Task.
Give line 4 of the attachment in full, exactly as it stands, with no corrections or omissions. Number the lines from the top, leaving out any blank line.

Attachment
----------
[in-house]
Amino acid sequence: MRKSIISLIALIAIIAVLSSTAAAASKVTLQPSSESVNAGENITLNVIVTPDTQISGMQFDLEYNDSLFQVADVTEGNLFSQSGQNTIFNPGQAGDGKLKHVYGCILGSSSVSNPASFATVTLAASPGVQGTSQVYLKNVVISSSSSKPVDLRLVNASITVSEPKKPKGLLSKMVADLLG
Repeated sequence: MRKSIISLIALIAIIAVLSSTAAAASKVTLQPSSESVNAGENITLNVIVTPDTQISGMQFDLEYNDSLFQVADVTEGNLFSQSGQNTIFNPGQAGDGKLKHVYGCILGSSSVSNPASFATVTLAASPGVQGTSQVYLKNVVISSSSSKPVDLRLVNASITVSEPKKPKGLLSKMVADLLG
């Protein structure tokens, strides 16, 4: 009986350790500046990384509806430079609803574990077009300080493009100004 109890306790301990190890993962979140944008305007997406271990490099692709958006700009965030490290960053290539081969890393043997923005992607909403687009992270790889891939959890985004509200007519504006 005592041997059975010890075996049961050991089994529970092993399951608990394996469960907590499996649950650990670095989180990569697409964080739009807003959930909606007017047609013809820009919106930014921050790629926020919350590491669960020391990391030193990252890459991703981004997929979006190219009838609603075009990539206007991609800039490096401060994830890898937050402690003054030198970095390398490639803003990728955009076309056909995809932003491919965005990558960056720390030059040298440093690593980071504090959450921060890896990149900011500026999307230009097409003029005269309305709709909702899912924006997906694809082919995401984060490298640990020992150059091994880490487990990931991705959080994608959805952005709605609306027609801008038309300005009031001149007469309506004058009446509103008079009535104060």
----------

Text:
């Protein structure tokens, strides 16, 4: 009986350790500046990384509806430079609803574990077009300080493009100004 109890306790301990190890993962979140944008305007997406271990490099692709958006700009965030490290960053290539081969890393043997923005992607909403687009992270790889891939959890985004509200007519504006 005592041997059975010890075996049961050991089994529970092993399951608990394996469960907590499996649950650990670095989180990569697409964080739009807003959930909606007017047609013809820009919106930014921050790629926020919350590491669960020391990391030193990252890459991703981004997929979006190219009838609603075009990539206007991609800039490096401060994830890898937050402690003054030198970095390398490639803003990728955009076309056909995809932003491919965005990558960056720390030059040298440093690593980071504090959450921060890896990149900011500026999307230009097409003029005269309305709709909702899912924006997906694809082919995401984060490298640990020992150059091994880490487990990931991705959080994608959805952005709605609306027609801008038309300005009031001149007469309506004058009446509103008079009535104060």